Twelve months ago a number of the company’s oldest mobile devices were due for replacement. Sheppherd turned to Tough Corp, a specialist in rugged mobile technologies and was introduced to the Getac range of convertible laptop computers. Designed for extreme environments and to withstand physical abuse, the Intel i7 powered laptops had the grunt that Sheppherd was after for his graphic-intensive applications. “We tested other devices that struggled with the GIS applications. The software requires quite a profound hardware platform,” he acknowledges.
The Getac V200 also offered versatility – converting to tablet computers with a simple twist of the display.
To confirm whether the Getac V200 rugged computers were fit for purpose, Sheppherd accepted the offer of an evaluation unit. He sent the Getac V200 out with a road crew and reports, “They loved it. It was very easy to use and it had a very bright, readable screen which was crucial for making it easy to read in sunlight.”
Sheppherd also liked the end-to-end service proposed by Tough Corp. “They could supply mounting arms, docks and antennas. These are pretty standard for this kind of gear but their offering focused on ruggedisation. Things are going to get broken in this environment so everything we choose has to be safe to be fitted to a vehicle and as resilient as possible.” Sheppherd notes.
A standard five year warranty for each laptop and Tough Corp’s offer to provide a “hot swap” service by holding spare stock that could immediately be substituted for any damaged or broken units created a compelling business and technical case. By the end of the evaluation, the Getac V200 convertible laptops were adopted as ATS’ standard mobile devices.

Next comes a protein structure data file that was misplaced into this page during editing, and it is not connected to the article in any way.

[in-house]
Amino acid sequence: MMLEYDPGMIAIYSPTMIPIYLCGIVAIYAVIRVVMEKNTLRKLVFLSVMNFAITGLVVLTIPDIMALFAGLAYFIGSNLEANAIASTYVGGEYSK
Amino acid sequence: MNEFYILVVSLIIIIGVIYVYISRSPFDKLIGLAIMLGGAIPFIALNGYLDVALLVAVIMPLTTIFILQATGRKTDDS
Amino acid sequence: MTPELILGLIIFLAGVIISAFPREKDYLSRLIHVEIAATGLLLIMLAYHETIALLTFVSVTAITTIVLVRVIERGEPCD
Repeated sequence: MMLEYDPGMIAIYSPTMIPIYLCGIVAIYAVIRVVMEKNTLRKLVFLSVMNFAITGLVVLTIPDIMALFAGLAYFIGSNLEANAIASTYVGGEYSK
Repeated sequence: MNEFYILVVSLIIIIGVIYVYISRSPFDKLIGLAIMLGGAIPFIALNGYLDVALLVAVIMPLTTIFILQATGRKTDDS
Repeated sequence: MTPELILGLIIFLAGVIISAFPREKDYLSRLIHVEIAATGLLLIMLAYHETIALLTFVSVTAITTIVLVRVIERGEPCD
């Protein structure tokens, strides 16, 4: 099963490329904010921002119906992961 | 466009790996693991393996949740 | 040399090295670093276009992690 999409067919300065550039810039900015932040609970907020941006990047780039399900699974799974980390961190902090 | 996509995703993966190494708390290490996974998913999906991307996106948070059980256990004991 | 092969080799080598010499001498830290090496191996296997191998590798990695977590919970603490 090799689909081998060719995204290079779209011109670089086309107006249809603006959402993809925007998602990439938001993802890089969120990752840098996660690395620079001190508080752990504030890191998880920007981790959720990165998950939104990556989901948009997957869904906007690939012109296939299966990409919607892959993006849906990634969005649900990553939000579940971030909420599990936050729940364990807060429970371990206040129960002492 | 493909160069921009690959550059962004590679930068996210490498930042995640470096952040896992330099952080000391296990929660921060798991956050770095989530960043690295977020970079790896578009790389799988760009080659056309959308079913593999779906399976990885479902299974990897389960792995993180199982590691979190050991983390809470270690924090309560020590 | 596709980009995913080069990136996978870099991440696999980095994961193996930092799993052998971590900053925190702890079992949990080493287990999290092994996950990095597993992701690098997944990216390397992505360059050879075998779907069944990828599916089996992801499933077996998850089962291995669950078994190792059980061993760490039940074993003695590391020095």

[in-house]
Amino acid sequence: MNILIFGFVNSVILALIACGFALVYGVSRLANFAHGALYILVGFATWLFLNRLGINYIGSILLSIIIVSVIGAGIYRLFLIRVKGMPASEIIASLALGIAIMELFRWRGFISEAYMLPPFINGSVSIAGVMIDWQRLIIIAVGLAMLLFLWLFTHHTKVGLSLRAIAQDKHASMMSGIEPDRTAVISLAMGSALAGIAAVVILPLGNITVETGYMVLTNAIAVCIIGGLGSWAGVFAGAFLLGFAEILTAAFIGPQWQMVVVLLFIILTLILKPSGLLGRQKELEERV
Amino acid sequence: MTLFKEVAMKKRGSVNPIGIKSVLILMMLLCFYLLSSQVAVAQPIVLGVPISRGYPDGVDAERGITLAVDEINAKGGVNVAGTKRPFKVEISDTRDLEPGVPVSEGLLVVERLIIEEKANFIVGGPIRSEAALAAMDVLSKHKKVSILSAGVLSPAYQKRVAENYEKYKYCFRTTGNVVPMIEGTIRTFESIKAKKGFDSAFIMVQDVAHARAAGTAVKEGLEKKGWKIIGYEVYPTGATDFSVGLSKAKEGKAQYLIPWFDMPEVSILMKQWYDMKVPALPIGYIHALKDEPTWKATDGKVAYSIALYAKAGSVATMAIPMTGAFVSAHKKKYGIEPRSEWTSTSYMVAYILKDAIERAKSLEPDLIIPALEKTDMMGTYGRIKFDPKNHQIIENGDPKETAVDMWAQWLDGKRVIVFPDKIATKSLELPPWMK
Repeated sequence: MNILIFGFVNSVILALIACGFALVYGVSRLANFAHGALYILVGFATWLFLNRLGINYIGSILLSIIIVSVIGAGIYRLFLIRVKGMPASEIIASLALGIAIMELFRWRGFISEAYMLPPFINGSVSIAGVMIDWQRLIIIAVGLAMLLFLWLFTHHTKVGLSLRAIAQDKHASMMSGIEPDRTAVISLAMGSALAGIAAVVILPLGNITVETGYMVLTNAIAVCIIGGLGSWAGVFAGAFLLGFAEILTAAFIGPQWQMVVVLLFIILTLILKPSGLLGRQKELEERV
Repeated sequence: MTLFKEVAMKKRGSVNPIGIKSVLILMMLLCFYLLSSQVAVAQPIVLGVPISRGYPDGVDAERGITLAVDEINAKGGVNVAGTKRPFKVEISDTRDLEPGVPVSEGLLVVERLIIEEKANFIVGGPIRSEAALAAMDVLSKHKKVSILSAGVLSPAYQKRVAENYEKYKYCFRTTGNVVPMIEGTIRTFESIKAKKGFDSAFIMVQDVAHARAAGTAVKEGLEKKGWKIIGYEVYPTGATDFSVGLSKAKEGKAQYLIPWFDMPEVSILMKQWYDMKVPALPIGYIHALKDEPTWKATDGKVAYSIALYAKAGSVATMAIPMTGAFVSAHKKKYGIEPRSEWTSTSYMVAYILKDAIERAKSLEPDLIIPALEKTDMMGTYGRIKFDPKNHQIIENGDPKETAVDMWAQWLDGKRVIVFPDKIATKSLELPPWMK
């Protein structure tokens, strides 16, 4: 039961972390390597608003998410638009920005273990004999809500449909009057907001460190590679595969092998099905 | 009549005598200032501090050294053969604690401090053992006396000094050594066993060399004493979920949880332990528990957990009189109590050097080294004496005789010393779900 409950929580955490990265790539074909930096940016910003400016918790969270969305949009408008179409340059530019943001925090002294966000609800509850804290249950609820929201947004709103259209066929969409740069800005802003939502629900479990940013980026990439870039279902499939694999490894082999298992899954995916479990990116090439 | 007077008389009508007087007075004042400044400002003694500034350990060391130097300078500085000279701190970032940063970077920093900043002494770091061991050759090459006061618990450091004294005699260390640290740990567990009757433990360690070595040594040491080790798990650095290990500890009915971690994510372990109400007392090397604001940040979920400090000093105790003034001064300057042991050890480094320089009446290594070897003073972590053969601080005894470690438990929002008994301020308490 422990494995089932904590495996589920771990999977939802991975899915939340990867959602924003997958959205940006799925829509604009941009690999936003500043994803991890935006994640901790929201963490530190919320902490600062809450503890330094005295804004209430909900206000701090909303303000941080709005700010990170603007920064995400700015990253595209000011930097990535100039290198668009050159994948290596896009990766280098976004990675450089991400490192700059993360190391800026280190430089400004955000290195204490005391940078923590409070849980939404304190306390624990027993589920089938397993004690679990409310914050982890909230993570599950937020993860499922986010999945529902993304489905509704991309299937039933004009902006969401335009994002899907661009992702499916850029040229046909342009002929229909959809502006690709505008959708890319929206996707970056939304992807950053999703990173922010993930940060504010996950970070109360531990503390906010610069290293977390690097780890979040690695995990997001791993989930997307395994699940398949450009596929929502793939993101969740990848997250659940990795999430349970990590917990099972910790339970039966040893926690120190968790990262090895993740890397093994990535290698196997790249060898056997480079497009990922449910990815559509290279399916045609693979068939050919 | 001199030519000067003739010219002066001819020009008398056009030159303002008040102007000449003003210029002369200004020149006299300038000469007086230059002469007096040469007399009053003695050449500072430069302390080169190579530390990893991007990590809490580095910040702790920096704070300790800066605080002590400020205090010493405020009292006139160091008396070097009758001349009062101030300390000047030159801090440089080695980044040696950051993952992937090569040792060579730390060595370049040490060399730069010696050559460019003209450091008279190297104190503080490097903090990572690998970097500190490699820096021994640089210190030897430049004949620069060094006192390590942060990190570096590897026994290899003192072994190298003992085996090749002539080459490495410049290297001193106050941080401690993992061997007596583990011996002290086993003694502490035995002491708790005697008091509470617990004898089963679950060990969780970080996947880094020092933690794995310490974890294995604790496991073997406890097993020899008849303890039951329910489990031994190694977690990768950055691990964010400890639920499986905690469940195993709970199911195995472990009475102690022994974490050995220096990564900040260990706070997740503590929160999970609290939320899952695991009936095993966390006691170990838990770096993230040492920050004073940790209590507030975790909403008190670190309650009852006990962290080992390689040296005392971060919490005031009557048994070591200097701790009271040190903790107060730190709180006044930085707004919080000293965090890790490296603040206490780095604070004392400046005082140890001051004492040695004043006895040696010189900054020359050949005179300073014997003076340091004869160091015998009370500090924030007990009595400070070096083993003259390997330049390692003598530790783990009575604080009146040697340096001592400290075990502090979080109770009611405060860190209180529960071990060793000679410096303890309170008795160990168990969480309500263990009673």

Over the last 12 months, ATS has deployed roughly 60 Getac V200 laptops. No longer purely a tool for inspectors, they are also provided to field crews so that as they roll into a site, they can see exactly what is required.
Inspectors note instructions for crews and as each job is completed, the crews use their Getac V200 fully rugged convertible computer to record the work they have done. A 3G connection uploads the data to ATS’ private cloud. If no connection is available the software continues to store data to the cache, synchronising with the cloud once connectivity is returned.
“In South Australia, where we’ve replaced a lot of older equipment with the Getacs, we’ve been told that if we were to take their laptops away they wouldn’t be able to do their jobs. They’ve come to rely on the mobile system. People who are not very IT-literate are picking the laptops up and using them because it makes their job easier. I’d estimate that the system gives us productivity gains in the region of 30 per cent,” Sheppherd says.
The insistence on Getac V200 rugged computers has paid off. Despite the conditions on trucks and in the field, Sheppherd says, “We’ve had minor faults but a Getac computer failing in the field? It just hasn’t happened.”
The aim of better client asset information and reporting is also being achieved. “We’re discovering assets such as power poles that energy company clients didn’t realise existed. It’s creating a lot of transparency in how we service a contract. The level of detail we can provide is much better. Clients can visualise the problems on the network and understand where sites need to be visited regularly to be maintained. There’s so much more information coming back,” Sheppherd concludes.
- Posted at 10 January 2019